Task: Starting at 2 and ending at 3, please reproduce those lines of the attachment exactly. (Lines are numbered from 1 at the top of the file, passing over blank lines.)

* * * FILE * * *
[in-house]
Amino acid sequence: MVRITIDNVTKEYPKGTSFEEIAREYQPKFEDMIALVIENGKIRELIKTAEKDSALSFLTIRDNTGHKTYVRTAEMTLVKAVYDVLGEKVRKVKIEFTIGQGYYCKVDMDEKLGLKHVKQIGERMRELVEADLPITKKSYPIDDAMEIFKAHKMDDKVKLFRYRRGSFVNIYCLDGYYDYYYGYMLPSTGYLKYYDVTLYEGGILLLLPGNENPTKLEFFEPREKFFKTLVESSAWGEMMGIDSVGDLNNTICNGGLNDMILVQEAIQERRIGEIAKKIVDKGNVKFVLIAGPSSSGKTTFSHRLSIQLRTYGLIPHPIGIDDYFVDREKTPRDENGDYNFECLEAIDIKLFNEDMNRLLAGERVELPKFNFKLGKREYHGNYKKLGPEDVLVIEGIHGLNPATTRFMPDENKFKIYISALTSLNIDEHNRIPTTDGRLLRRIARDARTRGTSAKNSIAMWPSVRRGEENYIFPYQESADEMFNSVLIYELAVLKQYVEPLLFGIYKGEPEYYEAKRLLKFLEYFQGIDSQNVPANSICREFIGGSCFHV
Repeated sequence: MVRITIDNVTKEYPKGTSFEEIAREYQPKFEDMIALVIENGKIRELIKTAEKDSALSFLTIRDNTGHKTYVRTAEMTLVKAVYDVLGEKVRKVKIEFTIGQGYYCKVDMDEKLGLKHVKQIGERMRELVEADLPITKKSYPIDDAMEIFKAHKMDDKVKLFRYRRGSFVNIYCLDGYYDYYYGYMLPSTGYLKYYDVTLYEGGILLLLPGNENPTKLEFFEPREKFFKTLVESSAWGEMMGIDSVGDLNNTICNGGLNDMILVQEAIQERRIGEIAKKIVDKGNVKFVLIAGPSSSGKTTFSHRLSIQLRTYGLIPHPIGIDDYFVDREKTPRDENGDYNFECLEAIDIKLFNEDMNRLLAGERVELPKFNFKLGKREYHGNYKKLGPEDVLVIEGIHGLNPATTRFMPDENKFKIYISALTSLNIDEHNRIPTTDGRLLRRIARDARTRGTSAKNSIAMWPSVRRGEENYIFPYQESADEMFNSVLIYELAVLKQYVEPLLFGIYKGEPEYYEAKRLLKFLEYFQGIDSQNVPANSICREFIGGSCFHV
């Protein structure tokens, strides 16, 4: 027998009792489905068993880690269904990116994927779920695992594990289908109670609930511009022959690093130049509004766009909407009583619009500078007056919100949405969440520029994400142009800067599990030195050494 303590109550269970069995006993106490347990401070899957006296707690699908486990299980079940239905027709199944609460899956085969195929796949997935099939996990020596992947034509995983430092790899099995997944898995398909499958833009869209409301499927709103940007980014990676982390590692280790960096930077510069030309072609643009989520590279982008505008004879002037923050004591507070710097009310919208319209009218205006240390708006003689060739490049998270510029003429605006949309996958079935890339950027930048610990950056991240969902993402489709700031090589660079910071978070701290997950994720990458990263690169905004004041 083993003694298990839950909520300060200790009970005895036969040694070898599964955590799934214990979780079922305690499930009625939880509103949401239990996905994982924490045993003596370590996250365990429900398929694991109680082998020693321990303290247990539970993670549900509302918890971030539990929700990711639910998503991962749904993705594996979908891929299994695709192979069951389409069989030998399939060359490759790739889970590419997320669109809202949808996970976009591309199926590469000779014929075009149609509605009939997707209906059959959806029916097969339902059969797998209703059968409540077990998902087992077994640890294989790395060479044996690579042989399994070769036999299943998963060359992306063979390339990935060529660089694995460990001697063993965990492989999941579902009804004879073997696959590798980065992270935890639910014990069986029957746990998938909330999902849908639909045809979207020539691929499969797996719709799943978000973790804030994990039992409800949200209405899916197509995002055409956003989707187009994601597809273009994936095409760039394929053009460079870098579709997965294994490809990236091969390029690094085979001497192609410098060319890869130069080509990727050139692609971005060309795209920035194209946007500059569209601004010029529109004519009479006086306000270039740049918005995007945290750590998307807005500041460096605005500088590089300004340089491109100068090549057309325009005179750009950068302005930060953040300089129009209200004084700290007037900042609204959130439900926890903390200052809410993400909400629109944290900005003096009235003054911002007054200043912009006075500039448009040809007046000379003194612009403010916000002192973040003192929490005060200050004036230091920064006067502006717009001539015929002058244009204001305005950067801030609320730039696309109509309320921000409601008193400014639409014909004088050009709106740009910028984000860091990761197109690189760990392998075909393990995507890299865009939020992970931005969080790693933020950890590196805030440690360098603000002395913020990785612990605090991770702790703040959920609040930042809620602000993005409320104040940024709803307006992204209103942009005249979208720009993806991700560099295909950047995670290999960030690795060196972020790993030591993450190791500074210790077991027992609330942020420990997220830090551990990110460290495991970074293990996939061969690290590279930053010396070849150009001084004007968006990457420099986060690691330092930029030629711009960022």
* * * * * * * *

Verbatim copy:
Amino acid sequence: MVRITIDNVTKEYPKGTSFEEIAREYQPKFEDMIALVIENGKIRELIKTAEKDSALSFLTIRDNTGHKTYVRTAEMTLVKAVYDVLGEKVRKVKIEFTIGQGYYCKVDMDEKLGLKHVKQIGERMRELVEADLPITKKSYPIDDAMEIFKAHKMDDKVKLFRYRRGSFVNIYCLDGYYDYYYGYMLPSTGYLKYYDVTLYEGGILLLLPGNENPTKLEFFEPREKFFKTLVESSAWGEMMGIDSVGDLNNTICNGGLNDMILVQEAIQERRIGEIAKKIVDKGNVKFVLIAGPSSSGKTTFSHRLSIQLRTYGLIPHPIGIDDYFVDREKTPRDENGDYNFECLEAIDIKLFNEDMNRLLAGERVELPKFNFKLGKREYHGNYKKLGPEDVLVIEGIHGLNPATTRFMPDENKFKIYISALTSLNIDEHNRIPTTDGRLLRRIARDARTRGTSAKNSIAMWPSVRRGEENYIFPYQESADEMFNSVLIYELAVLKQYVEPLLFGIYKGEPEYYEAKRLLKFLEYFQGIDSQNVPANSICREFIGGSCFHV
Repeated sequence: MVRITIDNVTKEYPKGTSFEEIAREYQPKFEDMIALVIENGKIRELIKTAEKDSALSFLTIRDNTGHKTYVRTAEMTLVKAVYDVLGEKVRKVKIEFTIGQGYYCKVDMDEKLGLKHVKQIGERMRELVEADLPITKKSYPIDDAMEIFKAHKMDDKVKLFRYRRGSFVNIYCLDGYYDYYYGYMLPSTGYLKYYDVTLYEGGILLLLPGNENPTKLEFFEPREKFFKTLVESSAWGEMMGIDSVGDLNNTICNGGLNDMILVQEAIQERRIGEIAKKIVDKGNVKFVLIAGPSSSGKTTFSHRLSIQLRTYGLIPHPIGIDDYFVDREKTPRDENGDYNFECLEAIDIKLFNEDMNRLLAGERVELPKFNFKLGKREYHGNYKKLGPEDVLVIEGIHGLNPATTRFMPDENKFKIYISALTSLNIDEHNRIPTTDGRLLRRIARDARTRGTSAKNSIAMWPSVRRGEENYIFPYQESADEMFNSVLIYELAVLKQYVEPLLFGIYKGEPEYYEAKRLLKFLEYFQGIDSQNVPANSICREFIGGSCFHV